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I'm not kind of authority of relativstic QM, but there is a fourvelocity operator (as indeed there is a velocity operator in bogstandard QM) as it is one of the postulates of QM that operators have the same functional relationship to the momentum operator as the observables they represent have to momentum in classical physics, so it is fairly obvious how to define a velcoity operator. Mass in relativstic quantum mechanics is not a dynamical quantity (I think tho' that's not true in quantum flavordynamics) so really it's exactly the same as it is in classical mechanics i.e. it's simply the inertial mass of the particle in it's rest frame.



#7
Dec1904, 11:59 AM

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Do you know of an online source so I can see the definition of such a quantity? Thanks. Here's a list of of the postulates of quantum mechanics http://www.upei.ca/~physics/polson/c.../notes/ch9.pdf Which one are you referring to? In any case that doesn't sound right since you're assuming that all quantities have corresponding operators and I don't see that as being true. Pete 


#8
Dec1904, 12:40 PM

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#9
Dec1904, 01:23 PM

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Daniel. 


#10
Dec1904, 01:27 PM

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Recall what I was saying  If it were basically the same then they'd have the same value in all possible cases. dextercioby was talking about an equality, i.e. E = mc^{2}. I was pointing out that this is an equality (in some cases) between m and E and not a definition of m given E. When the object is a point particle (i.e. zero dimensions, no internal structure) then the equality holds. Question: The energy E of a photon is related to its frequency f by E = hf. Since this holds in all cases do you consided E and f to be the "same thing"? Pmb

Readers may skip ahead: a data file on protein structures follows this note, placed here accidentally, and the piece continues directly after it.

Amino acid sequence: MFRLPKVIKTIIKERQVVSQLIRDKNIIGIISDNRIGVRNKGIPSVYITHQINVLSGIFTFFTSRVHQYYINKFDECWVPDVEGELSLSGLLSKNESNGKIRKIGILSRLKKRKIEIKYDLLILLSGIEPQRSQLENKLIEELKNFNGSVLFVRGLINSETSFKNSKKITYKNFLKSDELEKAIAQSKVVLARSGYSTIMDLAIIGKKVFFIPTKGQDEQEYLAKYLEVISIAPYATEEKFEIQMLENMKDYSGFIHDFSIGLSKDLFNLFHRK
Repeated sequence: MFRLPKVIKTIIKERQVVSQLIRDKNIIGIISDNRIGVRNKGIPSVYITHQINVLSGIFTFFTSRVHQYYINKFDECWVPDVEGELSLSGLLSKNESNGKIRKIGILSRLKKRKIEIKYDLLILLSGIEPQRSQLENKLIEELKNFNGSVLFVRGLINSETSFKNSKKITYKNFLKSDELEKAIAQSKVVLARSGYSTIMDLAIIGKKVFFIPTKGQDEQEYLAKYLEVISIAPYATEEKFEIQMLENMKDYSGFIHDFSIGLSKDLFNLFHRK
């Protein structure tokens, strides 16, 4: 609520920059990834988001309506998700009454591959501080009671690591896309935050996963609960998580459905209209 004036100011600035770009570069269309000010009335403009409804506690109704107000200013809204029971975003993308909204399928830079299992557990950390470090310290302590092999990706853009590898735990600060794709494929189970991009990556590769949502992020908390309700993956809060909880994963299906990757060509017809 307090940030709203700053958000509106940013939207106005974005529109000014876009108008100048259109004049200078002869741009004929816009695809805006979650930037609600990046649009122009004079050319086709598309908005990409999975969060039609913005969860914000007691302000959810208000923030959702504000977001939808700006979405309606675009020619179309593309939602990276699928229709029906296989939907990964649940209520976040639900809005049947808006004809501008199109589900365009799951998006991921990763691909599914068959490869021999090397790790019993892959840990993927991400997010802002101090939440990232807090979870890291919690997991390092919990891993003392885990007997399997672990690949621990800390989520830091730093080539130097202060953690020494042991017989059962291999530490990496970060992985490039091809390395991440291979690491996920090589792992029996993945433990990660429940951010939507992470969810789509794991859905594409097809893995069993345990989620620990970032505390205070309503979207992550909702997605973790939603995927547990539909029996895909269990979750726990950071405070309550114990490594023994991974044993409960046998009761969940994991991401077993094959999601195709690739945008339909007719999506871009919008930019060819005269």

#11
Dec1904, 01:32 PM

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Daniel. PS.It really makes me sick when somebody mocks at the Postulates of QM. 


#12
Dec1904, 01:35 PM

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PF Gold
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http://www.lns.cornell.edu/spr/200008/msg0027589.html http://wwwec.njit.edu/~venanzi/chem.../notes_Ch3.pdf 


#13
Dec1904, 01:52 PM

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The first link doesn't work for me by the way. Pete 


#14
Dec1904, 02:03 PM

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#15
Dec1904, 02:05 PM

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Daniel. 


#16
Dec2004, 05:01 AM

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I'm going to make a web page on this point soon to illustrate this point. Meanwhile if you have Rindler's Intro to SR text he explains this in the chapter in his chapter on relativistic mechanics of continua. Schutz also mentions something to this effect in his new text. Meanwhile this page illustrates the point quite nicely http://www.geocities.com/physics_wor...rd_paradox.htm Griffiths wrote an article sometime ago which illustrated a nice point  that the momentum of a (nonisolated) body is not always parallel to the velocity of the body. Tolman mentions this in his text but does not illustrate it. Of course the total momentum of a closed isolated system is always parallel to the velocity of the system. (more later; system problem and must reboot) [itex]\frac{d}{dt}\hat{X}_H(t) = \frac{1}{m}\hat{P}_H(t)[/itex] where [itex]\hat{X}_H(t) = U^{+}(t,t_0)\hat{X}_S U(t,t_0)[/itex] I guess if you want you can measure a momentum eigenvalue and then divide by m and call that "velocity". But if you do that with a photon then the "m" has to be relativistic mass. Pete